As is well known, the history of the Mallee is one of an extensive clearing of the Mallee scrub woodland and then substantial engineering efforts to pipe water across the semi-arid Wimmera region. Whilst searching for photos for the history gallery, and for the historical section of the forthcoming exhibition at the Swan Hill Regional Art Gallery in March 2018, I came across some historical images relating to land clearing and water infrastructure to establish the expansion of rain-fed agriculture into arid lands.
These ‘development’ pictures of the settlement of the wheatlands show a pioneering settler world that has disappeared into the archives of the state and national libraries. The heavy roller (scrub -bashers) and the subsequent stump-jump plough were 19th century technologies associated with heavy, slow hand labour and peasant agriculture.
This was domesticating the land— clearing, settling, organising and establishing and agricultural industry on marginal lands by the pioneering settlers. They had high hopes and big dreams for this agricultural frontier after 1918. What enabled the agricultural expansion was a big investment in railway networks, public works and roads in the early 20th century.
Once the marginal land had been settled and the wheat industry established technology in the form of the internal combustion engine (tractors, cars and trucks) and increased mechanisation made life and work easier by the 1940s. It was drought that was the big problem in these arid lands— it occurred in 1914-16, the early 1930s, in 1945-6, in 1957-9, and 1965-66–and resulted in the failure of soldier settlement schemes, farm bankruptcies, foreclosures and widespread soil erosion. Drought, high winds, and constant tillage to increase crop rotation eroded the land and lead to the widespread dust storms.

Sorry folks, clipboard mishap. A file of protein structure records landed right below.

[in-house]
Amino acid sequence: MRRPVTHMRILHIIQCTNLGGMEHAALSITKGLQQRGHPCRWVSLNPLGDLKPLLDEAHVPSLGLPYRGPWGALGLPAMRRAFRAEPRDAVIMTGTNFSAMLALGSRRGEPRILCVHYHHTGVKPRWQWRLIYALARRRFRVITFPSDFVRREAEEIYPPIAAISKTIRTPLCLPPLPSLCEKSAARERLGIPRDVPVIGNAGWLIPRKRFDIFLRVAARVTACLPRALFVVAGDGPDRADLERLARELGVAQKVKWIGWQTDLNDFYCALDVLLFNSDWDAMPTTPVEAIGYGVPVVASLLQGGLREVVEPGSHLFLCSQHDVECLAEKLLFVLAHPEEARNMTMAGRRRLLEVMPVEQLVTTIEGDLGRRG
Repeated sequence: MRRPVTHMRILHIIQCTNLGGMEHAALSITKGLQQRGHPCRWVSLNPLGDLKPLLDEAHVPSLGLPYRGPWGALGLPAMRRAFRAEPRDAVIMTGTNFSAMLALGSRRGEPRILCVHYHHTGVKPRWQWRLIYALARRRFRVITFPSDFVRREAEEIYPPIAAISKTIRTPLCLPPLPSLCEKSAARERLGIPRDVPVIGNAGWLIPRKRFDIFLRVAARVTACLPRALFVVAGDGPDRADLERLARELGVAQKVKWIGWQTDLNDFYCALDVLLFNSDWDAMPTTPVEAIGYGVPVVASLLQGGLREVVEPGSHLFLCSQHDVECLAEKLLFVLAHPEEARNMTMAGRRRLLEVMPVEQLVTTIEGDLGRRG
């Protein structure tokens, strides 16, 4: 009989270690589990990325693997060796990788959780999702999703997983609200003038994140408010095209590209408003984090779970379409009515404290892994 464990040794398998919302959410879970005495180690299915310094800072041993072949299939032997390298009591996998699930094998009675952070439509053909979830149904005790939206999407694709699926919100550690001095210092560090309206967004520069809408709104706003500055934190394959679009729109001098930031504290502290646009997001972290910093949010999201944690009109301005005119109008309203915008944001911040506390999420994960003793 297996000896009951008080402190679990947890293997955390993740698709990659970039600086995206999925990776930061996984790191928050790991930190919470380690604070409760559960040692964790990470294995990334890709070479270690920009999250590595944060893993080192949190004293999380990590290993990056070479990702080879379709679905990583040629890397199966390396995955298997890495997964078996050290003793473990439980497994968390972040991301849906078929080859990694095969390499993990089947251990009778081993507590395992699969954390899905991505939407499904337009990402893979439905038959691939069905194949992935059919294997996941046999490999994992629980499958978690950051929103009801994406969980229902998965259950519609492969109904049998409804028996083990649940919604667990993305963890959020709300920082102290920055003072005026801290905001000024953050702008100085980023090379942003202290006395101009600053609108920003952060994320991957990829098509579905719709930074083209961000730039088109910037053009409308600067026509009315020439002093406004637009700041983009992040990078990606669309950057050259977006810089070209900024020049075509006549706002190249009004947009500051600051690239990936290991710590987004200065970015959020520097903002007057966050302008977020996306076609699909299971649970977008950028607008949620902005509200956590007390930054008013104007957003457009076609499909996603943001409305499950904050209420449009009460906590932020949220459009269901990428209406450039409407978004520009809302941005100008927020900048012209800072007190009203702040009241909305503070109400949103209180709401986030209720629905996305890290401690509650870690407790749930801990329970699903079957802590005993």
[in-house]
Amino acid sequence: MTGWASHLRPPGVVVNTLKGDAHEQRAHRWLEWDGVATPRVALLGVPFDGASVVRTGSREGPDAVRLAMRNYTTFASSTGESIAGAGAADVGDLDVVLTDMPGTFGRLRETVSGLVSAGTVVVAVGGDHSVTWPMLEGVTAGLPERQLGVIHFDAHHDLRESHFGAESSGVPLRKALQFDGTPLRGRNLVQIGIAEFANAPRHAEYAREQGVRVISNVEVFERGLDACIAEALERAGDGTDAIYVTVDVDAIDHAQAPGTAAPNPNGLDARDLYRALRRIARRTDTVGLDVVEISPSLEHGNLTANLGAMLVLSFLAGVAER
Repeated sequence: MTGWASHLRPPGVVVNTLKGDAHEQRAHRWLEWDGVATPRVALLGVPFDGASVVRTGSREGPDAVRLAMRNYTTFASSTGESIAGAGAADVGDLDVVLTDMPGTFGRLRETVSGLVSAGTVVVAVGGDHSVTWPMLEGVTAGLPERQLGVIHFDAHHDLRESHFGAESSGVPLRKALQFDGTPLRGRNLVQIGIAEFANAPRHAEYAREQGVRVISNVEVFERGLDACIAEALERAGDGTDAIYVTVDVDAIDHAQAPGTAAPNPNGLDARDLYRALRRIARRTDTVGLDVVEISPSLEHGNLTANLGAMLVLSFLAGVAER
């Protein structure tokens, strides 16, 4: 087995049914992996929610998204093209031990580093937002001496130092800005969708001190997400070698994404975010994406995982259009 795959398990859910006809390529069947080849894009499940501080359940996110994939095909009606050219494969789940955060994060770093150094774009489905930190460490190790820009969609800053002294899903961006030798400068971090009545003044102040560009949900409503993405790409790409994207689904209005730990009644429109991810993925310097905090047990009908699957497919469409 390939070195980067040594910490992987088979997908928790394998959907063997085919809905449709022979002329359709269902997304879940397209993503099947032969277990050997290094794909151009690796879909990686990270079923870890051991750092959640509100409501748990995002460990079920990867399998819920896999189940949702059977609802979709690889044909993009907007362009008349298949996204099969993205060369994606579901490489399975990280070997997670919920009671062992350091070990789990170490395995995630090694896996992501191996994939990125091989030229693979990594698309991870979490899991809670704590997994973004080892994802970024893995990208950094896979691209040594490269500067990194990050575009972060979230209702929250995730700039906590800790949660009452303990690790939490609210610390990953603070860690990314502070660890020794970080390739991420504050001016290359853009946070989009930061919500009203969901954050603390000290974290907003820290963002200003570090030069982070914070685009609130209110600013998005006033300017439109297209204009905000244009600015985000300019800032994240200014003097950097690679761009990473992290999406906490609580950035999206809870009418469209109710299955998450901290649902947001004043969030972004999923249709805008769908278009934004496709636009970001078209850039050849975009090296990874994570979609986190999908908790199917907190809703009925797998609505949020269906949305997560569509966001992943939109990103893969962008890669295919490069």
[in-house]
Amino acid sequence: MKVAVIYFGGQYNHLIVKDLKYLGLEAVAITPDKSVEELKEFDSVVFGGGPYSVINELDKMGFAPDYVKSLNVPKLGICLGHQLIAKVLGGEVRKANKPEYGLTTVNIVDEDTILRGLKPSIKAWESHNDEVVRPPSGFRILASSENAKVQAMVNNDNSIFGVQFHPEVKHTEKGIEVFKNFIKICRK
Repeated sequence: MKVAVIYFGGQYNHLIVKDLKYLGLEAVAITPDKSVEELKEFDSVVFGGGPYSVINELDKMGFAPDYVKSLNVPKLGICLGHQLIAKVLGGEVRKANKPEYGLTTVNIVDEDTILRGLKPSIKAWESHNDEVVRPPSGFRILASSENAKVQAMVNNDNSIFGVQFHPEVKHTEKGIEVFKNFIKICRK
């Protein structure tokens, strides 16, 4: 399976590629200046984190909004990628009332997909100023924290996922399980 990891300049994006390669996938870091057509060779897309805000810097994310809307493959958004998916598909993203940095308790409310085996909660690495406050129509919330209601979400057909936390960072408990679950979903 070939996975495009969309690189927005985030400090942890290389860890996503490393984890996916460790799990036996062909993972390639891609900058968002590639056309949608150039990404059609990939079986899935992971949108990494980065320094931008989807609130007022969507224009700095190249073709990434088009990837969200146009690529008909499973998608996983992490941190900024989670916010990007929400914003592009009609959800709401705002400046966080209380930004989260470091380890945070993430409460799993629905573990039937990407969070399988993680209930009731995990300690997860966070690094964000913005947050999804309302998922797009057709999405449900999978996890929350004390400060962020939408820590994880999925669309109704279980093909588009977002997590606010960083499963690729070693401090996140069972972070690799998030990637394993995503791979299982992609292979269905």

Since there are big limits to rain-fed agriculture in the Mallee there was a pressing need for water. I have previously written about water and the arid Mallee in previous posts— here and here and here. The history of water in the early 20th century in these posts is one of supplying water to the various storage dams located across the region via the earthen, gravity-fed Wimmera Mallee Domestic and Stock Channel System. This system extended from the Grampians in central western Victoria to Ouyen and Manangatang in the north, Underbool in the west and Korong Vale in the east.
Whilst this open channel water supply system was critical for the development of agriculture and communities in this region, there was a wastage of water through evaporation and seepage, and during the droughts the Grampians headwaters were under great stress to supply this system.
This channel system was replaced in the last decade of the 20th century by a piped water — the Northern Mallee Pipeline-– from water extracted from the Murray River— In the last decade of the 20th century. In the first decade of the 21st century the Wimmera Mallee Pipeline, with water extracted from the Wimmera and Glenelg River catchments. was built to supply the lower Wimmera.
And so we have the colonisation of the country that established a new mechanical farming system geared to export: one geared to the mass production of a single commodity, regional specialisation, industrial machinery, large state investment in infrastructure (railways then pipelines), the heavy use of superphosphate fertilisation and crop rotation and the increase in farm size. From the 1960s there was a decline in the rural population, empty shops, decaying social networks, increasing soil salinity and environmental deterioration.